The power of partnering: How the infrastructure budget could benefit regional retailers

Local businesses need to unleash their creativity and jump on these opportunities for funding and partnering.

I’ve written previously about the power of partnering across different levels of government and the business community. It can drive business growth as long as the partnership is right for both parties.

For example, Melbourne remains the home of retail in Australia. It’s synonymous with Melbourne Spring Fashion Week (which ties in with the Spring Racing Carnival), an event that has been running for the past 23 years. This massive event showcases Melbourne as the destination for fashion retail.

It also shines a spotlight on Melbourne-based fashion designers and retailers, both new and established. Shoppers can buy the fashion they saw on the catwalk right there in the city. As an event that also contributes to tourism, Melbourne Spring Fashion Week brings tens of thousands of people to Melbourne with the express purpose of buying clothes. That makes it a success both for the event’s organisers and for the businesses that partner with them to take part. It brings together government and business in a way that seems seamless in a major city like Melbourne.

But what if your business is in regional or rural Australia?

Then it’s even more important to look for ways to partner with other businesses and government to boost shopper numbers in your city or town.

Consider Geelong. This Victorian regional centre is hurting from job losses at Ford and Target, and retail provides most of the jobs in the region. So the All Ford Day and the Geelong Wooden Boat Show provide golden opportunities to boost visitor numbers and, as a result, shopper numbers. Local businesses need to get on board with events like these to reap the benefits.

The same story can be told about the Hunter Valley, where the Lovedale Long Lunch attracts visitors; Canberra, where SummerNats supplements the usual school trips; Adelaide, which relies on Womadelaide for a visitor influx; and Western Australia’s Busselton Jetty Swim, which attracts thousands of visitors every year.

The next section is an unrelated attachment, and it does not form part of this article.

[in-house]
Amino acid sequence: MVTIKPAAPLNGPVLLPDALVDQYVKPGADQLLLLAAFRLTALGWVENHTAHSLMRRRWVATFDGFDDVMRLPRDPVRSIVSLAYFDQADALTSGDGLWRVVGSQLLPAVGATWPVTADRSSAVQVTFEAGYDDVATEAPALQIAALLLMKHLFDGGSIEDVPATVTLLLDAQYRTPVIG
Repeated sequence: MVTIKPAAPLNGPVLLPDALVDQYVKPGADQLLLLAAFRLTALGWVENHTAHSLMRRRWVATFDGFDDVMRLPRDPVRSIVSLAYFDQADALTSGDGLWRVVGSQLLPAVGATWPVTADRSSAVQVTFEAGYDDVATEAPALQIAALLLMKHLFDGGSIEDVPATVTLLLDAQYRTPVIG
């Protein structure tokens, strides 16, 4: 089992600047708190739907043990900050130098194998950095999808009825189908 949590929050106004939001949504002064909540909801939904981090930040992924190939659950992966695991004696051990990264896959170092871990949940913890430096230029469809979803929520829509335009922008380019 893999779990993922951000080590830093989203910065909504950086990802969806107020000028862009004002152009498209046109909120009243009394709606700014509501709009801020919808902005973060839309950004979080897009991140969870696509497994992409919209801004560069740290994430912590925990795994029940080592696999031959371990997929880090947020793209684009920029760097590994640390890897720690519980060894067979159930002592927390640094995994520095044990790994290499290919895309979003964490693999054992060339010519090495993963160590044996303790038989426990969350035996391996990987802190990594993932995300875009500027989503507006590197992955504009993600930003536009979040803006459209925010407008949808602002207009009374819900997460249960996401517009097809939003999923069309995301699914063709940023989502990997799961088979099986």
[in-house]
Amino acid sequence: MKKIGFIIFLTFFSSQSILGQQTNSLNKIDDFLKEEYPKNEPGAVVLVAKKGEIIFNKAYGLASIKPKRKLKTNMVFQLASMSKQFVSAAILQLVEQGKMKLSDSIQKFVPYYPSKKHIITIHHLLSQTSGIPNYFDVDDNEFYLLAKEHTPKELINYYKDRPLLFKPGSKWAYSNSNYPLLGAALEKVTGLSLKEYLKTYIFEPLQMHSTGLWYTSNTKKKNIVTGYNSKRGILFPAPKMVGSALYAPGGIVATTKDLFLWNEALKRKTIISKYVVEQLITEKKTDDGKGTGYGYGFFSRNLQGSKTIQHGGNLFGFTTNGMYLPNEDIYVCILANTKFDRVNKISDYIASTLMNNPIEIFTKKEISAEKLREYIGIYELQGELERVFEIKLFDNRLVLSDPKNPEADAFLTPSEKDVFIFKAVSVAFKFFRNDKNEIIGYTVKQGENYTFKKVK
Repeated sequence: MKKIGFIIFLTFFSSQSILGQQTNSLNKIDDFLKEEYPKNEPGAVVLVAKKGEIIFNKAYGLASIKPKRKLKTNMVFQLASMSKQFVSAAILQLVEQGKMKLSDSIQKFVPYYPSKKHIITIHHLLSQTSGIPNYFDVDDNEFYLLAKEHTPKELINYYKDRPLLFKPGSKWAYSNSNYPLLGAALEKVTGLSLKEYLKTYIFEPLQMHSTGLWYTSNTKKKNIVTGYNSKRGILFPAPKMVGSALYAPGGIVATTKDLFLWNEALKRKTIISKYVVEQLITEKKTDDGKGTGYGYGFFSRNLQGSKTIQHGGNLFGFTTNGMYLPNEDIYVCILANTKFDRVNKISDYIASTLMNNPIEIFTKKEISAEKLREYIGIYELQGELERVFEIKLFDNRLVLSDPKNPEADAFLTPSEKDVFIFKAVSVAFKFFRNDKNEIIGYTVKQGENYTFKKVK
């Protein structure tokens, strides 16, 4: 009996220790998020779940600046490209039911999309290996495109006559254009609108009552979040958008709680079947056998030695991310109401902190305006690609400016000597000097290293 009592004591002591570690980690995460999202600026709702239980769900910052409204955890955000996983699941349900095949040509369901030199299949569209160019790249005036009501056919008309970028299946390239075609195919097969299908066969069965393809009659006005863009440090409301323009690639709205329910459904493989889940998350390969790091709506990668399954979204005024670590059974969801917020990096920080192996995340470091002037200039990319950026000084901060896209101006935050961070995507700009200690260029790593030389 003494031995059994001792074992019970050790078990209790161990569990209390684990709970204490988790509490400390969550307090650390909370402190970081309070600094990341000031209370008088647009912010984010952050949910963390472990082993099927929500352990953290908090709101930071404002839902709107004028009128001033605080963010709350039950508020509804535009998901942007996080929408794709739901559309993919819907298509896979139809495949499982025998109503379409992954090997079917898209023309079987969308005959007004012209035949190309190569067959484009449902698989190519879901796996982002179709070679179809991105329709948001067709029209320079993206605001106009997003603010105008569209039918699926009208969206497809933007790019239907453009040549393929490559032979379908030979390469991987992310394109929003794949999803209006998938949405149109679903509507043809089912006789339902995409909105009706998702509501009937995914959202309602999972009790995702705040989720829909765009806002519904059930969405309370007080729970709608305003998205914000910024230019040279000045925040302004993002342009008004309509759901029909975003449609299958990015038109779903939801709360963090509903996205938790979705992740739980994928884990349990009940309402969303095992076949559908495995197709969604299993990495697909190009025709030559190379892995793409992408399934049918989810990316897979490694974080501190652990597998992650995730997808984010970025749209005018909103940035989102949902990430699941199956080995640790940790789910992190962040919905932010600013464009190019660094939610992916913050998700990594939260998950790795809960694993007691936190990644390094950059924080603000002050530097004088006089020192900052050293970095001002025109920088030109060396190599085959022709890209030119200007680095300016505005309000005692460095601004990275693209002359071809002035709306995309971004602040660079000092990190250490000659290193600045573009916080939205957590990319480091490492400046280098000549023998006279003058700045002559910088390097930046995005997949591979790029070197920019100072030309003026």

And don’t forget the power of social media to help boost your event and your business. I found out about the inaugural Batemans Bay Paddle Challenge when a friend shared it on Facebook. We created a team and used Airbnb to book a house for the weekend, joining around 500 others at the event.

This is another example of government and business working together to boost the region and local businesses. The event showcased the beautiful Clyde River and was sponsored by the Bridge Shopping Plaza, supported by South Coast Seaplanes. Members of state and federal parliament took time to meet and thank all the volunteers and visitors, making everyone feel like they were part of something special.

This group of people had never run an event like this before but they jumped in and did the best they could. The result was a well-run event that is likely to draw in even greater numbers in the years ahead.

So what does this mean for you?

The federal government has promised $75 billion in infrastructure funding over the next decade, and $472 million as a regional growth fund — $200 million of that is set aside for the Building Better Regions program. There’s a new infrastructure and projects financing agency to help assess infrastructure project choices, and the regional investment corporation, which is looking to help distribute $4 billion in concessional loans.

Local businesses need to unleash their creativity and jump on these opportunities for funding and partnering. Get together with other businesses or brainstorm with your own team to see what you can come up with to attract visitors and shoppers to your region. You’d be amazed at the results you could achieve if you just give it a try.